Saturday, December 3 2011
Written by Angela Wiley
Edited by Holly Jones
Photos by Adriana Gonzalez
This morning, Adriana tapped me on the shoulder and said in a low voice (despite the cacophony of whistles, singing, shouts), “We’re in a march in South Africa right now”. Her eyes were sparkling, and despite the general discomfort from walking in paper thin flip flops, I felt reconnected to the energy of thousands filling the streets of downtown Durban. The peaceful march was headed to the ICC to deliver messages of urgency to negotiators discussing climate change.
So far, negotiations in Durban have been panning out “as expected” -- that is, we won’t be seeing a fair, ambitious and binding treaty by the end of next week, and the United States often stands firmly planted in the way of consensus throughout negotiations. Implementation plans for the Cancun Agreements, particularly the Green Climate Fund (GCF), may be moved on by the end of negotiatons; and if not, another sagging year remains in between decision making on the GCF. Most disappointing is the discussion of a 2020 timeline for agreements. With most countries ideally peaking emissions at 2020, the timeline is obnoxiously slow for an issue as urgent as climate change. After a week of meetings in the conference center in Durban, my anger at the possibility of a 2020 timeline has been building. In a briefing with U.S. negotiator Jonathon Pershing, he said to youth, “...this is not a scenario when any one actor is the solution.”. Of all the disappointing sound bytes I’ve collected from Pershing’s briefings, this was one I finally agreed with. I needed to stay engaged, but needed to take a break from the conference halls to sound off.
The power of marching with activists from every continent on the planet was incredible; and the messages of the day expressed the urgency that is absent in the ICC. “People before Profit”, “Listen to People Not Polluters”, “Climate Justice Now”, and other slogans revealed the political relationships that shape the interests of decision makers. Despite process constraints within negotiations, agreements would come much quicker without heavy influence from fossil fuel players. Although the people marching today were members of different countries and identified strongly with their occupations, issue groups, or national identities, a global community was also speaking. As Secretariat Christiana Figueres and COP17 President Minister Maite Nkoana-Mashabane emerged from the ICC, a ring of police was surrounded by a ring of march marshalls, and then media (including me). Protestors stretched beyond, continuing to sing, chant and hoist their banners. Speakers on the megaphone represented grievances of civil society with brief but powerful speeches. A South African youth shouted over the loudspeaker “...you will be long gone when we have to deal with the consequences [of climate change]. Please bear in mind when you negotiate that you have our future in your hands....let’s move away from coal, leave the coal in the hole and the oil in the soil!” With Figueres and Nkoana-Mashabane less than a meter away under their umbrellas, I hope they got the message.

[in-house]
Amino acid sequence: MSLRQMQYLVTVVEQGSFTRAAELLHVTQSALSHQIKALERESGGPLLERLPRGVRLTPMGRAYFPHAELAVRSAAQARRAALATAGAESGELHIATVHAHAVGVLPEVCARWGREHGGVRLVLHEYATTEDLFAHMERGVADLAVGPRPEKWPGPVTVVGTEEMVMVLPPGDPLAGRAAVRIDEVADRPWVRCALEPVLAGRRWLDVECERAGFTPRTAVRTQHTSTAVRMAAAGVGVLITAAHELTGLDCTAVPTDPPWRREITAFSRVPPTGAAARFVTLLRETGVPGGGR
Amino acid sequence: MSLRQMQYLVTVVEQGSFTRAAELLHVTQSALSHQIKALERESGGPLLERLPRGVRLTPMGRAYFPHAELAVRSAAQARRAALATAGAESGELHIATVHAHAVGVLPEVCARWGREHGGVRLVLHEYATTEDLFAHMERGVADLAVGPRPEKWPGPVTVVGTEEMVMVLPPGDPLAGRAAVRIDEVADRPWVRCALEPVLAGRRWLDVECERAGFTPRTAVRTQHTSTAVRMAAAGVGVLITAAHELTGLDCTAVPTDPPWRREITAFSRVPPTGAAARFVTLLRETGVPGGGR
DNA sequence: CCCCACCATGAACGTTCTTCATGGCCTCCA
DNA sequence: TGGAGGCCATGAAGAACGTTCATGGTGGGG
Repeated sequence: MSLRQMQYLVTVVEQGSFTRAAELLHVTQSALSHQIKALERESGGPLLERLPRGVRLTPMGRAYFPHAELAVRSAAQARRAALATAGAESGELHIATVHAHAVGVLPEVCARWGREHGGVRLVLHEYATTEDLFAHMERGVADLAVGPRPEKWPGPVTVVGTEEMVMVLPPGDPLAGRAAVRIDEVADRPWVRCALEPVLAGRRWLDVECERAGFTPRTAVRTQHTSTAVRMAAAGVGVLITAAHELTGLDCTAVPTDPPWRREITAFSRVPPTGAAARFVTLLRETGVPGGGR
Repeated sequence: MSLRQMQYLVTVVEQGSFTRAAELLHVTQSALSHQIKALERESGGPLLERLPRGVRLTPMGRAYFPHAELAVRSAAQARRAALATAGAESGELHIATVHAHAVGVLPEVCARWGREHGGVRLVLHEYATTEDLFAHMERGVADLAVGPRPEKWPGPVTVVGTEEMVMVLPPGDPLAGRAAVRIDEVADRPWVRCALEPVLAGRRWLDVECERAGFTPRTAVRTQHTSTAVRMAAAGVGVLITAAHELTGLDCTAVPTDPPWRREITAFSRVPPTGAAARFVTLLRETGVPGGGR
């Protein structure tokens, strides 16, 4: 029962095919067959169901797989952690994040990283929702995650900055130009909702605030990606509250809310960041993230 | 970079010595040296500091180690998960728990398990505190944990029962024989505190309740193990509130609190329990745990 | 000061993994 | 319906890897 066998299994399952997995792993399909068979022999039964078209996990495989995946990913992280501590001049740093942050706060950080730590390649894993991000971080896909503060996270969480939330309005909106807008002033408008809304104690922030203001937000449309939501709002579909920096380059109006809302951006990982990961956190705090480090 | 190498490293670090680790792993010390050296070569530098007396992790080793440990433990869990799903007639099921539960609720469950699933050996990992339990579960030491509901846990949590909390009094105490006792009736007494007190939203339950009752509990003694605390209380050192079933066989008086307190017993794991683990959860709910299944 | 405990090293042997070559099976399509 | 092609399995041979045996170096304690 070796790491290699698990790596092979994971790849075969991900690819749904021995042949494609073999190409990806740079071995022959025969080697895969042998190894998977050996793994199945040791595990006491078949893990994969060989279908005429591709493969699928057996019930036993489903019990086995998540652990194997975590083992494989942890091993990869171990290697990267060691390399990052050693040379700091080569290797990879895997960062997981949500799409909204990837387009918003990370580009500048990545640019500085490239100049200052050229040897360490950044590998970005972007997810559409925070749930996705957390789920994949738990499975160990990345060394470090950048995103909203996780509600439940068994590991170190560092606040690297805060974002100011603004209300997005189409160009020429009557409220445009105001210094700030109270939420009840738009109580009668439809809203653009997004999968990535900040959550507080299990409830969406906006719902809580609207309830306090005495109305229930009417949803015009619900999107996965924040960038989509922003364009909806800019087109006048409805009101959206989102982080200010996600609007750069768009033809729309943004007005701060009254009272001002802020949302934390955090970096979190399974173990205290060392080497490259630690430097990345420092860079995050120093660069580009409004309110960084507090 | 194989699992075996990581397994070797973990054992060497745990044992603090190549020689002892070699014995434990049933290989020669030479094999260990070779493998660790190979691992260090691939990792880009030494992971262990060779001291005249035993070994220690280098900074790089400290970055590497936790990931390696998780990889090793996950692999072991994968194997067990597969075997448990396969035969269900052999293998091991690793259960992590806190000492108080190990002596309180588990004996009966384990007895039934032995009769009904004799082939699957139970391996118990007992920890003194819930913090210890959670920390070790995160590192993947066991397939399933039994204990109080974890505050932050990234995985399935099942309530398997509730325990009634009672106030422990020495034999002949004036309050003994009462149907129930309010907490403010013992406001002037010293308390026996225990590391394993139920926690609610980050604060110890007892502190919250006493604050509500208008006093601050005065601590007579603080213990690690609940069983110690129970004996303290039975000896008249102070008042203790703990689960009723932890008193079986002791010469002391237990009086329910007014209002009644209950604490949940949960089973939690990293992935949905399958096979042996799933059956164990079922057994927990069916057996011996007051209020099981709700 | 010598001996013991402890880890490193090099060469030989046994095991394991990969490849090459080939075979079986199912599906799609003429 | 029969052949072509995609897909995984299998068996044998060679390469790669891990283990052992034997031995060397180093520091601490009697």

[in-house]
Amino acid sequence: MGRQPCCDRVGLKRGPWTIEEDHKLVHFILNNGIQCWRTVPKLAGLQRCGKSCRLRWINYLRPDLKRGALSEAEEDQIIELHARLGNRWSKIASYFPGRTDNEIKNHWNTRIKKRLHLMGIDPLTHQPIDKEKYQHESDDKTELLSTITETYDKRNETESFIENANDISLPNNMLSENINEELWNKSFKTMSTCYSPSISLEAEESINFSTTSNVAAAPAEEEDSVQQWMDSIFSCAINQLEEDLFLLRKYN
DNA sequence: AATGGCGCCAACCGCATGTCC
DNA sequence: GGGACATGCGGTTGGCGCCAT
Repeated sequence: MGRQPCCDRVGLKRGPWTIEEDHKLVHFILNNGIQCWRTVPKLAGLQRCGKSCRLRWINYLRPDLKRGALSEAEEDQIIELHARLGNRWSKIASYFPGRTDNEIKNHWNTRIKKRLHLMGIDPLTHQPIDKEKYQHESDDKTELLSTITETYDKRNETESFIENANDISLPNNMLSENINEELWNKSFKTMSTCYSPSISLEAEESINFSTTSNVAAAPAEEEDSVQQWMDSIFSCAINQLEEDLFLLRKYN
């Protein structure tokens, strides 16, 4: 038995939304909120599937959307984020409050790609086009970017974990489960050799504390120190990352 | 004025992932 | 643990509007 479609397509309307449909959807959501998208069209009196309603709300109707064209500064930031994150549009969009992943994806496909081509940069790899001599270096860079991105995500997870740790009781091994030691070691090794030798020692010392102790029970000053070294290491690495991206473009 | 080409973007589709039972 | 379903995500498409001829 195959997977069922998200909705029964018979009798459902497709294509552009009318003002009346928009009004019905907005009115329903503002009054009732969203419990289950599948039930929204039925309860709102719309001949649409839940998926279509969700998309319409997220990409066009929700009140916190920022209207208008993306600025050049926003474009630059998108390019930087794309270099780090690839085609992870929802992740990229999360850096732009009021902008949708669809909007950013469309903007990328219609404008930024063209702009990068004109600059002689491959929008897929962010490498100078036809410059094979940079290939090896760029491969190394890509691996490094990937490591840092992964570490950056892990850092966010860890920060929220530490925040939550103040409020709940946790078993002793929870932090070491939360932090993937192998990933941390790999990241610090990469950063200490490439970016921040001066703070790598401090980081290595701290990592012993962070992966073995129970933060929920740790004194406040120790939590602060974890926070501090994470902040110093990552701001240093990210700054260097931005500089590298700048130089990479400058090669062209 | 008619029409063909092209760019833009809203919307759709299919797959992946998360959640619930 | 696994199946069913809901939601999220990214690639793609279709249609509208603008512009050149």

Visit SSC's Flickr page to see more from the march and our delegation's experience at COP17 Climate negotiations.